• Don’t neglect yourself in the process of helping your loved one cope with the disorder, you shouldn’t ignore your own needs or wants. Keep in mind that schizophrenic symptoms don’t really go away, so find time for you.
  • Mental disorderscarry a social stigma which stems from the lack of education, from misunderstanding, and from fear or apprehension. Understand that a mental disorder is nothing to be ashamed of, it exists, and it does affect people.
  • Know your expectations and base them on facts. Build these expectations from the nature of the disease and what the doctor tells you. You shouldn’t over-expect nor should you expect for the worst to happen.
  • The success of individuals, or their response to treatment or interventions, varies.

You should not compare your loved one’s progress with that of others. See if there’s something that you can do to help your loved one. Always consult with the doctor first for validation when doing something out of the recommended treatment plan.

  • Family conflicts may arise. Don’t expect everyone in the family to be readily accepting of your loved one’s condition, to be agreeable with the treatment plan, to respond well to psychotic episodes, to be supportive of any decisions, and to fully understand the nature of schizophrenia – even if you do.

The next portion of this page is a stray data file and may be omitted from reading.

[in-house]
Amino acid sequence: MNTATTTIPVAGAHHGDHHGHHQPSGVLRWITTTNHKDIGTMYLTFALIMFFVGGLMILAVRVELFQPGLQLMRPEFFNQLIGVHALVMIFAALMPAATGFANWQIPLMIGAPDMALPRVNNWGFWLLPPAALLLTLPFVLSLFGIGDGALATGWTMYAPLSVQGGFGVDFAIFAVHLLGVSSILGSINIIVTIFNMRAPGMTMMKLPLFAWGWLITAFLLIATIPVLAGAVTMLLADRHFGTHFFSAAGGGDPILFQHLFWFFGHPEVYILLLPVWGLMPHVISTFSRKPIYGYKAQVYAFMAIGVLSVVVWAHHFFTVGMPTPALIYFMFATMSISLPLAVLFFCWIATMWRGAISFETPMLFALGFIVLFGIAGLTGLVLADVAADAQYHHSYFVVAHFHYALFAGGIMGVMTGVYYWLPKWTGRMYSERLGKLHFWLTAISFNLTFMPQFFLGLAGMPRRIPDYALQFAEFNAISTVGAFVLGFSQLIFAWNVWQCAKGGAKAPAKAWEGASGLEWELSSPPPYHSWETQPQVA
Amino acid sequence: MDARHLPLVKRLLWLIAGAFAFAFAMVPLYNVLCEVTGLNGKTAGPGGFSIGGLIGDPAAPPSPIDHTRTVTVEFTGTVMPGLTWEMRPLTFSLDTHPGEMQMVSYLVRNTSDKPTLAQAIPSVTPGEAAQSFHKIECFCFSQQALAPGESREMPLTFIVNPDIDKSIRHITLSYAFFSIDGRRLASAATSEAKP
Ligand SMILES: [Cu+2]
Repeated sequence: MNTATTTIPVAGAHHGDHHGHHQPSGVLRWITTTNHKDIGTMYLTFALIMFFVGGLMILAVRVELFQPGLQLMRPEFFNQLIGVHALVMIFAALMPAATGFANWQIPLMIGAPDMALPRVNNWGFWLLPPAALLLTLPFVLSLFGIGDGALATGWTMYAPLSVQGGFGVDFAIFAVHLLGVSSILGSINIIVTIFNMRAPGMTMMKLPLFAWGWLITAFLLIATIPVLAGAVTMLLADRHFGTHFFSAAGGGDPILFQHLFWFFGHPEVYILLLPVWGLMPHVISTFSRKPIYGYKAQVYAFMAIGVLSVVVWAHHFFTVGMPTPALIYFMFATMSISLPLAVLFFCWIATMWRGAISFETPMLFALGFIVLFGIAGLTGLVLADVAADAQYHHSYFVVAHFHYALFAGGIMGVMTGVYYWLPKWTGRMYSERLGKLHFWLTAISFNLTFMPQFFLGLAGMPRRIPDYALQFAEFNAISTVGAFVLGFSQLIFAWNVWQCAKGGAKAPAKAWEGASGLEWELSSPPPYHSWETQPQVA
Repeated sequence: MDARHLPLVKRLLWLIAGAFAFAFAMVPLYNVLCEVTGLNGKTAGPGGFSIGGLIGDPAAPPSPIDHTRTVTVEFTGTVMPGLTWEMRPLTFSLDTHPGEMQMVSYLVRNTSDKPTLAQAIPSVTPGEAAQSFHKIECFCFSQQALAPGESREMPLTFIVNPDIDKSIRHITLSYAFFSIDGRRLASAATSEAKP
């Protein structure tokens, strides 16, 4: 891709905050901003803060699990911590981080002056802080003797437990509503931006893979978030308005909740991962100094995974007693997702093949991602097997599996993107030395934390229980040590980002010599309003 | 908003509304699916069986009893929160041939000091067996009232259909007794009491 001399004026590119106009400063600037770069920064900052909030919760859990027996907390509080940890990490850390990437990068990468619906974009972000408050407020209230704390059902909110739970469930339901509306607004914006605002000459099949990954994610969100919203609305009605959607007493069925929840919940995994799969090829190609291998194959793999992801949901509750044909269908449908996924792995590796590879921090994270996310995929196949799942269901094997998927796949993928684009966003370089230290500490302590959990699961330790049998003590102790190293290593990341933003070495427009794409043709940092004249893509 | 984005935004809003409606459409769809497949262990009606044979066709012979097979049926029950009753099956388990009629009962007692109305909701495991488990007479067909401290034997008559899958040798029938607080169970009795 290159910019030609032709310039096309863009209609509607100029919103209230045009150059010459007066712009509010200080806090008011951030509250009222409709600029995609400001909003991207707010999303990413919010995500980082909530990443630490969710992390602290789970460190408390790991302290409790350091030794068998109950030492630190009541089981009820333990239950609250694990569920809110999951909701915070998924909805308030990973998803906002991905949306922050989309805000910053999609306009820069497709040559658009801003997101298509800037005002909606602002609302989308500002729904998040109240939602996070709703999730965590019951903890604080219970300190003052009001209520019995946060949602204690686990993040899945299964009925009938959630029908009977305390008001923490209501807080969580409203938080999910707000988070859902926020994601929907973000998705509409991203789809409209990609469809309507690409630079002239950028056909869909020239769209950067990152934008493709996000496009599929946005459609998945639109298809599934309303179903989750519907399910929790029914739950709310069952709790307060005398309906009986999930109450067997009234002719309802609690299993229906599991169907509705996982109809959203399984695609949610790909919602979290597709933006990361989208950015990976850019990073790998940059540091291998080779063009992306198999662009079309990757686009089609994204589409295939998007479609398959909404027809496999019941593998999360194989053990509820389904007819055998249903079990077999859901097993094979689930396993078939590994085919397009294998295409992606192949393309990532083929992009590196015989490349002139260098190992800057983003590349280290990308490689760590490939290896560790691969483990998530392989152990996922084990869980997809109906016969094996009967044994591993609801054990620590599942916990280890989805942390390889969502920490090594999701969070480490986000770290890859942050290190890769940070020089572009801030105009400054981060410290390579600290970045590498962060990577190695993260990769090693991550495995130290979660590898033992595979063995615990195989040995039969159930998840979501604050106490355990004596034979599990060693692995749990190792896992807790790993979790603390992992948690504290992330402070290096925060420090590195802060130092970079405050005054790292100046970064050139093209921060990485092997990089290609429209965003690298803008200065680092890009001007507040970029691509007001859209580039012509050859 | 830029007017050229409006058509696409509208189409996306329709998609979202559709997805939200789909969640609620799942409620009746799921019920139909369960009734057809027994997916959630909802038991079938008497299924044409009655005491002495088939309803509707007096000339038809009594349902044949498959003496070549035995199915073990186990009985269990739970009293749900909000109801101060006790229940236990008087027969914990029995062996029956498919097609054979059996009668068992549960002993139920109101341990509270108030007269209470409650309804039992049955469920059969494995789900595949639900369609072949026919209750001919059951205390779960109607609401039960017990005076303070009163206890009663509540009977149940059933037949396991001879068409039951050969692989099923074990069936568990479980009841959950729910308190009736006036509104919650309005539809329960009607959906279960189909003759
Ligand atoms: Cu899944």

• As you deal with the disorder on your own, you will need support from medical institutions as well as other people around you. Letting out your feelings once in a while will help you de-stress by having some fun.
  • Any conflicted relationship developed in response to your loved one’s condition may spill over into other relationships. Recognize the warning signs as you may re-enact the conflicted relationship without being aware of it.
  • Do not set expectations, keep in mind that your loved one has limited capabilities now. Provide them with the support and encouragement they need in order to cope with the disorder.
  • Remember that if you don’t take care of yourself, then you won’t be able to take care of others. Also, if you can’t help a schizophrenic, you can at least help others who are helping him or her.
  • Don’t take it personally if your loved one lashes out at you. Strong reactions or

emotions in schizophrenics are caused by their symptoms. It will be normal for you to react, but remember that reacting is different from responding.

  • The mental disorder of your loves one is not a definite indication of their mental
  • Try and learn more about schizophrenia and its comorbid disorders.Educating yourself will help you understand different ways in which you can help someone who is affected with the disorder.

When your family member has a psychotic episode, remember to not:

  • Threaten them as it may cause harmful behavior.
  • Shout, as your loved one may be ‘hearing’ other voices in his or her head.
  • Criticize, as it doesn’t really do anything good to help your loved one.
  • Squabble. Instead, follow your doctor’s advice on what to do in this situation.